Dr. Shoko Araki 

NTT Communication Science Laboratories, NTT Corporation, Japan

Title: Frontier of Frontend for Conversational Speech Processing

To deepen and enrich our daily communications, researchers have made significant efforts over several decades to develop technologies that can recognize and understand natural human conversations. Despite significant progress in both speech/language processing and speech enhancement technology, conversational speech processing remains challenging.

Recordings of conversations with distant microphones contain ambient noise, reverberation, and speaker overlap that changes as the conversation progresses. Consequently, recognizing conversational speech is much more challenging than single-talker speech recognition, and frontend technologies such as speech enhancement and speaker diarization are essential to achieving highly accurate conversational speech processing.

For more than two decades, the presenter‘s research group has explored frontend techniques (source separation, dereverberation, noise reduction, and diarization) for handling realistic natural conversations with distant microphones. In this talk, I would like to talk about the evolution and frontier of frontend technologies for conversational signal processing. Specifically, we will trace the evolution of multichannel signal processing and neural network techniques, including beamforming and target speaker tracking and extraction, which have always played an important role in successive cutting-edge frontends, along with the latest achievements.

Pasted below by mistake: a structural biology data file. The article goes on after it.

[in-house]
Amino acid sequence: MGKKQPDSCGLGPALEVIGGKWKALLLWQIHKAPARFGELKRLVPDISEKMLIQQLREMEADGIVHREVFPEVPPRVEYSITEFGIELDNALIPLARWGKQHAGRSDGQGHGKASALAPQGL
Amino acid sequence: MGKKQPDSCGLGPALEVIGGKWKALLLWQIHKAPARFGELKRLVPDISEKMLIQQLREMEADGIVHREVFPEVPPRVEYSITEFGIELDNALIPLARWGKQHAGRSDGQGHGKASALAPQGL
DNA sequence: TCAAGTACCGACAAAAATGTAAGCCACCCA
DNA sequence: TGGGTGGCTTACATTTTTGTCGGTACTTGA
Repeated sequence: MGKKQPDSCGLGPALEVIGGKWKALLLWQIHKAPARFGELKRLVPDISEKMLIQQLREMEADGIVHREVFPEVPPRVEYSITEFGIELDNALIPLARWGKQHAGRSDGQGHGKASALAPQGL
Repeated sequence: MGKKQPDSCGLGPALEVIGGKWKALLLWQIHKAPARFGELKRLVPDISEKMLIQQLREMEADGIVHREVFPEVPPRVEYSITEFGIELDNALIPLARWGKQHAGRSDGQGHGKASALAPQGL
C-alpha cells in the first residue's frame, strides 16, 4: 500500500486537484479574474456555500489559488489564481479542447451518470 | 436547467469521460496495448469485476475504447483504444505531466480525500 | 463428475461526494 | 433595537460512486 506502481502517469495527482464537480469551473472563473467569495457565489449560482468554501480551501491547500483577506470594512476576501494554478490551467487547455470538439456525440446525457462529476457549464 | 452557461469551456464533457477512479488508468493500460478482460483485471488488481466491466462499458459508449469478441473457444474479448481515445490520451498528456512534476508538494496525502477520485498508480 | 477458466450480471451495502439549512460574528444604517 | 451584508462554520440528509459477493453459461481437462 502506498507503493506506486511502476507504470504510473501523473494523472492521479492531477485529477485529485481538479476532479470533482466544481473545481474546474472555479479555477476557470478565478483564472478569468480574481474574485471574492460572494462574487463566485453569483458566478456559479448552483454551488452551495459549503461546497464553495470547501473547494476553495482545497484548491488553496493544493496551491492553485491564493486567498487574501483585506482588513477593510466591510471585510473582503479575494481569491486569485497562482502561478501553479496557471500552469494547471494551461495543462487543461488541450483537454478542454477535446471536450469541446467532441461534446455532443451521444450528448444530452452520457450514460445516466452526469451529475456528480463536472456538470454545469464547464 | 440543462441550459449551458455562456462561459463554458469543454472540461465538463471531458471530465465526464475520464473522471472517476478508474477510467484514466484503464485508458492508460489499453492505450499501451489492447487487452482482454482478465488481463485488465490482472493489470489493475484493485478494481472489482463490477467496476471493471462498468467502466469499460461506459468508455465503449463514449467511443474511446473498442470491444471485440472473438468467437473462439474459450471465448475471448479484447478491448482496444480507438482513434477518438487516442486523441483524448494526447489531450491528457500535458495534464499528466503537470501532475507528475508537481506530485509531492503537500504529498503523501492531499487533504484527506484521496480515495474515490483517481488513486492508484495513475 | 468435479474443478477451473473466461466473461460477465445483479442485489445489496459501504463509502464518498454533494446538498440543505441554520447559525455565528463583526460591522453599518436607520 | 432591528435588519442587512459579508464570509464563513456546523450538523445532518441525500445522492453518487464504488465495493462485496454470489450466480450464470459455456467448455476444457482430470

Shoko Araki is a Senior Research Scientist at NTT Communication Science Laboratories, NTT Corporation, Japan where she is currently leading the Signal Processing Research Group. Since joining NTT in 2000, she has been engaged in research on acoustic signal processing, microphone array signal processing, blind speech separation, meeting diarization, and auditory scene analysis.

She was formerly a member of the IEEE SPS Audio and Acoustic Signal Processing Technical Committee (AASP-TC) (2014-2019) and currently serves as its Chair. She was a board member of the Acoustical Society of Japan (ASJ) (2017-2020), and she served as vice president of ASJ (2021-2022). She also served as a member of the organizing committee of several international flagship workshops, ICA 2003, IWAENC 2003, IEEE WASPAA 2007, HSCMA2017, IEEE WASPAA2017, IWAENC2018, and IEEE WASPAA2021 as well as the evaluation co-chair of the Signal Separation Evaluation Campaign (SiSEC) in 2008, 2010, and 2011.